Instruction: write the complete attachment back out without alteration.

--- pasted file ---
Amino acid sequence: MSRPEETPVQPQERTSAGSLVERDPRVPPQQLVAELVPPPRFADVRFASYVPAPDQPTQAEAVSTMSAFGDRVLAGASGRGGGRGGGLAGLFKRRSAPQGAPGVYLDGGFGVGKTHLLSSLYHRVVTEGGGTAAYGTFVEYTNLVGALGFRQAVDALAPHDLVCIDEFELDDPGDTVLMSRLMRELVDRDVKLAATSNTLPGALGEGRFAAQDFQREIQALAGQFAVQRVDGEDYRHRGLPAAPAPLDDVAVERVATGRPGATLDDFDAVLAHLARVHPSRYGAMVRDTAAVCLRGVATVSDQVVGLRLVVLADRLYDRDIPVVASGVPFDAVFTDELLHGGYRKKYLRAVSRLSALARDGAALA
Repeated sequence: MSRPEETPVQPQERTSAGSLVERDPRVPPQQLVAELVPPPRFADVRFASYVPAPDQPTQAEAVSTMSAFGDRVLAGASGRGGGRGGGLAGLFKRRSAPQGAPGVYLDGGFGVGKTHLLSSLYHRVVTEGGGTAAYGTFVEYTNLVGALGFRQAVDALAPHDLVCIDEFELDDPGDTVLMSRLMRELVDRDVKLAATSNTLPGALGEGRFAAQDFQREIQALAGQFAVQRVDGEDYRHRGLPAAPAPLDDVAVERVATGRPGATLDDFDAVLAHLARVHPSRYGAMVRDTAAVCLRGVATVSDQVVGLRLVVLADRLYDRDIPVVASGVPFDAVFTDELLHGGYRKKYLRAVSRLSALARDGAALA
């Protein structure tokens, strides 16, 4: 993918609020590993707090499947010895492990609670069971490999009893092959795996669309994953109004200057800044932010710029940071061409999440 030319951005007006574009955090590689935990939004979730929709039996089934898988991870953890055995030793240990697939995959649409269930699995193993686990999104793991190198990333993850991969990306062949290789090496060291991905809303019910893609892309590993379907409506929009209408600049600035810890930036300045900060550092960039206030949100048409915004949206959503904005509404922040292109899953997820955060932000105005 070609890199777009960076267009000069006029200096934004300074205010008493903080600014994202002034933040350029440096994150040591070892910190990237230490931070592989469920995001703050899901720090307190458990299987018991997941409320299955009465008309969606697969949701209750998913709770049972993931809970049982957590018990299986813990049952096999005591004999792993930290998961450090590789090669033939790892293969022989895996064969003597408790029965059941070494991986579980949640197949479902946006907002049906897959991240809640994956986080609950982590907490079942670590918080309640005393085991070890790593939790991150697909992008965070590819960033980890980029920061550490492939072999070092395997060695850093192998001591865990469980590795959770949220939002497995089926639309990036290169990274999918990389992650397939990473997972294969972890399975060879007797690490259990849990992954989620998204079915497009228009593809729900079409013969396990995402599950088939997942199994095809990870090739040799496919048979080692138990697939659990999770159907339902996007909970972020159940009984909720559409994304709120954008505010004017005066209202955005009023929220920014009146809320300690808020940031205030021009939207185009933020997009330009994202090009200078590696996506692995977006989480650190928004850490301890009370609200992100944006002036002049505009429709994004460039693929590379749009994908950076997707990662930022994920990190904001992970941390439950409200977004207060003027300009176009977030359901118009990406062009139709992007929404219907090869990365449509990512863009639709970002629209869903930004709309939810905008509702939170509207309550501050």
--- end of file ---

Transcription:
Amino acid sequence: MSRPEETPVQPQERTSAGSLVERDPRVPPQQLVAELVPPPRFADVRFASYVPAPDQPTQAEAVSTMSAFGDRVLAGASGRGGGRGGGLAGLFKRRSAPQGAPGVYLDGGFGVGKTHLLSSLYHRVVTEGGGTAAYGTFVEYTNLVGALGFRQAVDALAPHDLVCIDEFELDDPGDTVLMSRLMRELVDRDVKLAATSNTLPGALGEGRFAAQDFQREIQALAGQFAVQRVDGEDYRHRGLPAAPAPLDDVAVERVATGRPGATLDDFDAVLAHLARVHPSRYGAMVRDTAAVCLRGVATVSDQVVGLRLVVLADRLYDRDIPVVASGVPFDAVFTDELLHGGYRKKYLRAVSRLSALARDGAALA
Repeated sequence: MSRPEETPVQPQERTSAGSLVERDPRVPPQQLVAELVPPPRFADVRFASYVPAPDQPTQAEAVSTMSAFGDRVLAGASGRGGGRGGGLAGLFKRRSAPQGAPGVYLDGGFGVGKTHLLSSLYHRVVTEGGGTAAYGTFVEYTNLVGALGFRQAVDALAPHDLVCIDEFELDDPGDTVLMSRLMRELVDRDVKLAATSNTLPGALGEGRFAAQDFQREIQALAGQFAVQRVDGEDYRHRGLPAAPAPLDDVAVERVATGRPGATLDDFDAVLAHLARVHPSRYGAMVRDTAAVCLRGVATVSDQVVGLRLVVLADRLYDRDIPVVASGVPFDAVFTDELLHGGYRKKYLRAVSRLSALARDGAALA
């Protein structure tokens, strides 16, 4: 993918609020590993707090499947010895492990609670069971490999009893092959795996669309994953109004200057800044932010710029940071061409999440 030319951005007006574009955090590689935990939004979730929709039996089934898988991870953890055995030793240990697939995959649409269930699995193993686990999104793991190198990333993850991969990306062949290789090496060291991905809303019910893609892309590993379907409506929009209408600049600035810890930036300045900060550092960039206030949100048409915004949206959503904005509404922040292109899953997820955060932000105005 070609890199777009960076267009000069006029200096934004300074205010008493903080600014994202002034933040350029440096994150040591070892910190990237230490931070592989469920995001703050899901720090307190458990299987018991997941409320299955009465008309969606697969949701209750998913709770049972993931809970049982957590018990299986813990049952096999005591004999792993930290998961450090590789090669033939790892293969022989895996064969003597408790029965059941070494991986579980949640197949479902946006907002049906897959991240809640994956986080609950982590907490079942670590918080309640005393085991070890790593939790991150697909992008965070590819960033980890980029920061550490492939072999070092395997060695850093192998001591865990469980590795959770949220939002497995089926639309990036290169990274999918990389992650397939990473997972294969972890399975060879007797690490259990849990992954989620998204079915497009228009593809729900079409013969396990995402599950088939997942199994095809990870090739040799496919048979080692138990697939659990999770159907339902996007909970972020159940009984909720559409994304709120954008505010004017005066209202955005009023929220920014009146809320300690808020940031205030021009939207185009933020997009330009994202090009200078590696996506692995977006989480650190928004850490301890009370609200992100944006002036002049505009429709994004460039693929590379749009994908950076997707990662930022994920990190904001992970941390439950409200977004207060003027300009176009977030359901118009990406062009139709992007929404219907090869990365449509990512863009639709970002629209869903930004709309939810905008509702939170509207309550501050």